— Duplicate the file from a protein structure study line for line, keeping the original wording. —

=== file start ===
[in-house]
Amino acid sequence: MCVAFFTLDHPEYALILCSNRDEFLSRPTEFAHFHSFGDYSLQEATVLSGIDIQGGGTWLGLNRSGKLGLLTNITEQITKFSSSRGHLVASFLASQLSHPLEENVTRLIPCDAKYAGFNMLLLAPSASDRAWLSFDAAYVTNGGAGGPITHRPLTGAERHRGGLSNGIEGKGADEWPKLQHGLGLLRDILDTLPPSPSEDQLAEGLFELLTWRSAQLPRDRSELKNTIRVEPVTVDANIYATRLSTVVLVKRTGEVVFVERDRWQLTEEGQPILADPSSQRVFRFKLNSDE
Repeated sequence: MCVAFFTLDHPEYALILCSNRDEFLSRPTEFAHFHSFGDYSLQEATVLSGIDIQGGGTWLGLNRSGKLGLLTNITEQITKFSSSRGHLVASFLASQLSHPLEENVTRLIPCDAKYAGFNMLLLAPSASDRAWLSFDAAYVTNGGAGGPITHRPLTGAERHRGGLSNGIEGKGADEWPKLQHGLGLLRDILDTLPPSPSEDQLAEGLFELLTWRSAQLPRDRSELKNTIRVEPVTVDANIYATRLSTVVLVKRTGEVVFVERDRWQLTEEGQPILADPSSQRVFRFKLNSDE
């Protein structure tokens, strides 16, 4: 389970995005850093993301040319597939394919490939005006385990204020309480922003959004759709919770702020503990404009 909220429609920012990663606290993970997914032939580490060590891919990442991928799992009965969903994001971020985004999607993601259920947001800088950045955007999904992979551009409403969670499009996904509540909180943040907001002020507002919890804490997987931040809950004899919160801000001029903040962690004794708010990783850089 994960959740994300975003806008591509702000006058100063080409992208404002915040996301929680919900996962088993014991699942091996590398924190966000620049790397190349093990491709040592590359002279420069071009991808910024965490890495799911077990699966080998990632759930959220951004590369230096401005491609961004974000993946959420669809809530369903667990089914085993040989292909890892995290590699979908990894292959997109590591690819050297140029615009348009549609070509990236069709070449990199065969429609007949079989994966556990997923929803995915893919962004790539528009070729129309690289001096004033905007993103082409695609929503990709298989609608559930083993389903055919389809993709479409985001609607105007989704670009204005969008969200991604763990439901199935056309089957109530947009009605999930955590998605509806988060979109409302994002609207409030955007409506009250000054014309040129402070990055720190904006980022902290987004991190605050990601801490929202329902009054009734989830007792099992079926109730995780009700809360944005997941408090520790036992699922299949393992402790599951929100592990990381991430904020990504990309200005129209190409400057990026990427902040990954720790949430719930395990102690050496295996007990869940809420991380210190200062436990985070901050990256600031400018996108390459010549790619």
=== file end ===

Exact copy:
[in-house]
Amino acid sequence: MCVAFFTLDHPEYALILCSNRDEFLSRPTEFAHFHSFGDYSLQEATVLSGIDIQGGGTWLGLNRSGKLGLLTNITEQITKFSSSRGHLVASFLASQLSHPLEENVTRLIPCDAKYAGFNMLLLAPSASDRAWLSFDAAYVTNGGAGGPITHRPLTGAERHRGGLSNGIEGKGADEWPKLQHGLGLLRDILDTLPPSPSEDQLAEGLFELLTWRSAQLPRDRSELKNTIRVEPVTVDANIYATRLSTVVLVKRTGEVVFVERDRWQLTEEGQPILADPSSQRVFRFKLNSDE
Repeated sequence: MCVAFFTLDHPEYALILCSNRDEFLSRPTEFAHFHSFGDYSLQEATVLSGIDIQGGGTWLGLNRSGKLGLLTNITEQITKFSSSRGHLVASFLASQLSHPLEENVTRLIPCDAKYAGFNMLLLAPSASDRAWLSFDAAYVTNGGAGGPITHRPLTGAERHRGGLSNGIEGKGADEWPKLQHGLGLLRDILDTLPPSPSEDQLAEGLFELLTWRSAQLPRDRSELKNTIRVEPVTVDANIYATRLSTVVLVKRTGEVVFVERDRWQLTEEGQPILADPSSQRVFRFKLNSDE
């Protein structure tokens, strides 16, 4: 389970995005850093993301040319597939394919490939005006385990204020309480922003959004759709919770702020503990404009 909220429609920012990663606290993970997914032939580490060590891919990442991928799992009965969903994001971020985004999607993601259920947001800088950045955007999904992979551009409403969670499009996904509540909180943040907001002020507002919890804490997987931040809950004899919160801000001029903040962690004794708010990783850089 994960959740994300975003806008591509702000006058100063080409992208404002915040996301929680919900996962088993014991699942091996590398924190966000620049790397190349093990491709040592590359002279420069071009991808910024965490890495799911077990699966080998990632759930959220951004590369230096401005491609961004974000993946959420669809809530369903667990089914085993040989292909890892995290590699979908990894292959997109590591690819050297140029615009348009549609070509990236069709070449990199065969429609007949079989994966556990997923929803995915893919962004790539528009070729129309690289001096004033905007993103082409695609929503990709298989609608559930083993389903055919389809993709479409985001609607105007989704670009204005969008969200991604763990439901199935056309089957109530947009009605999930955590998605509806988060979109409302994002609207409030955007409506009250000054014309040129402070990055720190904006980022902290987004991190605050990601801490929202329902009054009734989830007792099992079926109730995780009700809360944005997941408090520790036992699922299949393992402790599951929100592990990381991430904020990504990309200005129209190409400057990026990427902040990954720790949430719930395990102690050496295996007990869940809420991380210190200062436990985070901050990256600031400018996108390459010549790619």